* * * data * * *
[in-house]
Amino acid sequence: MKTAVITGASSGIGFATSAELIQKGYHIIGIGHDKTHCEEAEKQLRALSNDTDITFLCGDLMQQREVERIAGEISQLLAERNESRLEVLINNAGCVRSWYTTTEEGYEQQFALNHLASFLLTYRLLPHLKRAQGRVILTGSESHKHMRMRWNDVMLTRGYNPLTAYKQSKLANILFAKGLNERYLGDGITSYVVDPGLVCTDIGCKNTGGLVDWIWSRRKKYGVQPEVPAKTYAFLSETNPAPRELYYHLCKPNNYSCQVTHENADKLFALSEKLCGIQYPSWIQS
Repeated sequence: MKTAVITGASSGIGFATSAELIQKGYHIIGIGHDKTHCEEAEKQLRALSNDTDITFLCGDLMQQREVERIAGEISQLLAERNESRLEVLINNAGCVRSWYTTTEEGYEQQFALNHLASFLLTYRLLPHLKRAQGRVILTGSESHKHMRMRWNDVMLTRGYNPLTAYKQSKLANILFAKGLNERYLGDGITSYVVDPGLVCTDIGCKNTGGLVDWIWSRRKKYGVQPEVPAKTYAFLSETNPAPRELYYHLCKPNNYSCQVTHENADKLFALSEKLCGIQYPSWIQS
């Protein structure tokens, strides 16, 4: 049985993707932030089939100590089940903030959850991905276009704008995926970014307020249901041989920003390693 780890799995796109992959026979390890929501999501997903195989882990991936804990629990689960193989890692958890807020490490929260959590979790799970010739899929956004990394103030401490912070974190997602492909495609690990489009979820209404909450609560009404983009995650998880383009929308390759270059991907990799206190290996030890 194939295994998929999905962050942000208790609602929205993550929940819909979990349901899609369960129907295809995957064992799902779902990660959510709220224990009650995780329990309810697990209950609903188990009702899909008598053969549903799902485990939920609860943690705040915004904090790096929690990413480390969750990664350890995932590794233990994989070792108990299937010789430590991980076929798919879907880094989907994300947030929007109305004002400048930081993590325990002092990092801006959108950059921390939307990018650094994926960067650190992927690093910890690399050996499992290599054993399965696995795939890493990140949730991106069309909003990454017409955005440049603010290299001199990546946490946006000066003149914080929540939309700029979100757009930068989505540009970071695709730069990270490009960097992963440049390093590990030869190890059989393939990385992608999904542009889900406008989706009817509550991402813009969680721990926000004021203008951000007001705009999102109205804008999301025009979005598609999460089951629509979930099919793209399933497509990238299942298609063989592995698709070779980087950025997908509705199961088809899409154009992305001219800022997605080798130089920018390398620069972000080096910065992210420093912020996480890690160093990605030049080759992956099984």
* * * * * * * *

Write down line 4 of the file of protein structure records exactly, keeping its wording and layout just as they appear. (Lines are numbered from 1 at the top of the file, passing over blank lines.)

């Protein structure tokens, strides 16, 4: 049985993707932030089939100590089940903030959850991905276009704008995926970014307020249901041989920003390693 780890799995796109992959026979390890929501999501997903195989882990991936804990629990689960193989890692958890807020490490929260959590979790799970010739899929956004990394103030401490912070974190997602492909495609690990489009979820209404909450609560009404983009995650998880383009929308390759270059991907990799206190290996030890 194939295994998929999905962050942000208790609602929205993550929940819909979990349901899609369960129907295809995957064992799902779902990660959510709220224990009650995780329990309810697990209950609903188990009702899909008598053969549903799902485990939920609860943690705040915004904090790096929690990413480390969750990664350890995932590794233990994989070792108990299937010789430590991980076929798919879907880094989907994300947030929007109305004002400048930081993590325990002092990092801006959108950059921390939307990018650094994926960067650190992927690093910890690399050996499992290599054993399965696995795939890493990140949730991106069309909003990454017409955005440049603010290299001199990546946490946006000066003149914080929540939309700029979100757009930068989505540009970071695709730069990270490009960097992963440049390093590990030869190890059989393939990385992608999904542009889900406008989706009817509550991402813009969680721990926000004021203008951000007001705009999102109205804008999301025009979005598609999460089951629509979930099919793209399933497509990238299942298609063989592995698709070779980087950025997908509705199961088809899409154009992305001219800022997605080798130089920018390398620069972000080096910065992210420093912020996480890690160093990605030049080759992956099984």